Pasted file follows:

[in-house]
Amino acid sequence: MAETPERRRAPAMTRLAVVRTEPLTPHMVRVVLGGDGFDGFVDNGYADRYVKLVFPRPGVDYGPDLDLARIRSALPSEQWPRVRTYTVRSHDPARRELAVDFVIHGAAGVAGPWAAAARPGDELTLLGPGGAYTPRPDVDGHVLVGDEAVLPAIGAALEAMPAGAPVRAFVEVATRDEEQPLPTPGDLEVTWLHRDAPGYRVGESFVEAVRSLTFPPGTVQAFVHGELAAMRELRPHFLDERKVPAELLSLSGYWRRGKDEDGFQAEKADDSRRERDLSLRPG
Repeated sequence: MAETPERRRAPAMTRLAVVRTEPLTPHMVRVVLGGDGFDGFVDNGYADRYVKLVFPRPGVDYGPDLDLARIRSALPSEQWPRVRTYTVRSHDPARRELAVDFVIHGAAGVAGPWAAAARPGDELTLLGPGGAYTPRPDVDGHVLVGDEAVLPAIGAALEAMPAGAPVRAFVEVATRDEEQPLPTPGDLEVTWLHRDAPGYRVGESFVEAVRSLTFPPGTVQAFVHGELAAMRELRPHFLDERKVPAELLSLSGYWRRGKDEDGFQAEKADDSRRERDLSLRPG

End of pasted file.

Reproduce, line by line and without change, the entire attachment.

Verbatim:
[in-house]
Amino acid sequence: MAETPERRRAPAMTRLAVVRTEPLTPHMVRVVLGGDGFDGFVDNGYADRYVKLVFPRPGVDYGPDLDLARIRSALPSEQWPRVRTYTVRSHDPARRELAVDFVIHGAAGVAGPWAAAARPGDELTLLGPGGAYTPRPDVDGHVLVGDEAVLPAIGAALEAMPAGAPVRAFVEVATRDEEQPLPTPGDLEVTWLHRDAPGYRVGESFVEAVRSLTFPPGTVQAFVHGELAAMRELRPHFLDERKVPAELLSLSGYWRRGKDEDGFQAEKADDSRRERDLSLRPG
Repeated sequence: MAETPERRRAPAMTRLAVVRTEPLTPHMVRVVLGGDGFDGFVDNGYADRYVKLVFPRPGVDYGPDLDLARIRSALPSEQWPRVRTYTVRSHDPARRELAVDFVIHGAAGVAGPWAAAARPGDELTLLGPGGAYTPRPDVDGHVLVGDEAVLPAIGAALEAMPAGAPVRAFVEVATRDEEQPLPTPGDLEVTWLHRDAPGYRVGESFVEAVRSLTFPPGTVQAFVHGELAAMRELRPHFLDERKVPAELLSLSGYWRRGKDEDGFQAEKADDSRRERDLSLRPG